Why hasn’t the Euro fallen more?

JP Morgan’s Hugo Anaya believes these recent ECB measures do not actually mean any big change in monetary conditions in the eurozone (at least this year). That is, the rate cuts actually change little conditions when the EONIA has already been almost zero for a long time.

Also, in the first two LTROs in September and December 2014 banks will not require much money until they pass the “stress tests” and the AQR 4Q. And what is requested in the following TLTROs will mainly serve only to cover the €450bn that lenders have to return in January and February from 2012 LTRO, so there will not be a big expansion of the ECB’s balance sheet.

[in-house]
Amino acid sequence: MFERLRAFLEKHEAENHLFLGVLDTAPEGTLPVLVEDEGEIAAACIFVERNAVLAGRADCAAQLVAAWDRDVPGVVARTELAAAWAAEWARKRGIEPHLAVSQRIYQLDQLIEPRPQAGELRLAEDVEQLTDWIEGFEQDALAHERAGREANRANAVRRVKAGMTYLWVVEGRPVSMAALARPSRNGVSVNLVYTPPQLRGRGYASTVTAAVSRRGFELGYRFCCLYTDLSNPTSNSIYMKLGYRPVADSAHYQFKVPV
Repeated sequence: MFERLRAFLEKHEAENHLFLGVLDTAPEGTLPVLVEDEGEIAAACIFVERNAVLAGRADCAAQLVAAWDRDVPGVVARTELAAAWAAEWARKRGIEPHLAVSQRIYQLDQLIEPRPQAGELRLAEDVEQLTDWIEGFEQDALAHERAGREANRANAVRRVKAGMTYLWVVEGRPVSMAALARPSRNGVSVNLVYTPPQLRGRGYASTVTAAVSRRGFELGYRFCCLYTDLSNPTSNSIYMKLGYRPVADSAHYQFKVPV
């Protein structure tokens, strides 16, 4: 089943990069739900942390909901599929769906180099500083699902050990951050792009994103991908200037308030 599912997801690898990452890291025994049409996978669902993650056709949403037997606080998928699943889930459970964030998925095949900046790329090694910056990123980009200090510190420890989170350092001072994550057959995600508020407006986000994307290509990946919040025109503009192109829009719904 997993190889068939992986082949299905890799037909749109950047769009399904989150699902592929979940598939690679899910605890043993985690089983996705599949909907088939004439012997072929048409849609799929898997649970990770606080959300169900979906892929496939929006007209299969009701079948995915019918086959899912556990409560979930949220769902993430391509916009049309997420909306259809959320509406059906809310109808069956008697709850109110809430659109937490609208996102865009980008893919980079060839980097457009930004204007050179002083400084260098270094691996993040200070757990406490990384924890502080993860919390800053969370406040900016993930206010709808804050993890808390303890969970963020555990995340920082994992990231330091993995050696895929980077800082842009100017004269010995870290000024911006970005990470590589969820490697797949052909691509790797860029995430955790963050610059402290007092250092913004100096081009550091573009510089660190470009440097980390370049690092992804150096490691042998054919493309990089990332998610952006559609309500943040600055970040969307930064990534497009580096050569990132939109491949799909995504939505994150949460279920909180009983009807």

Structural “drivers” (such as changes in the current account balance) do not tend to influence the exchange rate so much as the cyclic “drivers”, as the differential interest rates (especially real interest rates),” JP Morgan analyst points out. But we must accept that the euro is being helped by the surpluses that Europe has experienced in its current account balance (+ 2% of GDP) and its “basic balance” (current account balance + long term capital flows + 4% of GDP) recently.

 

 

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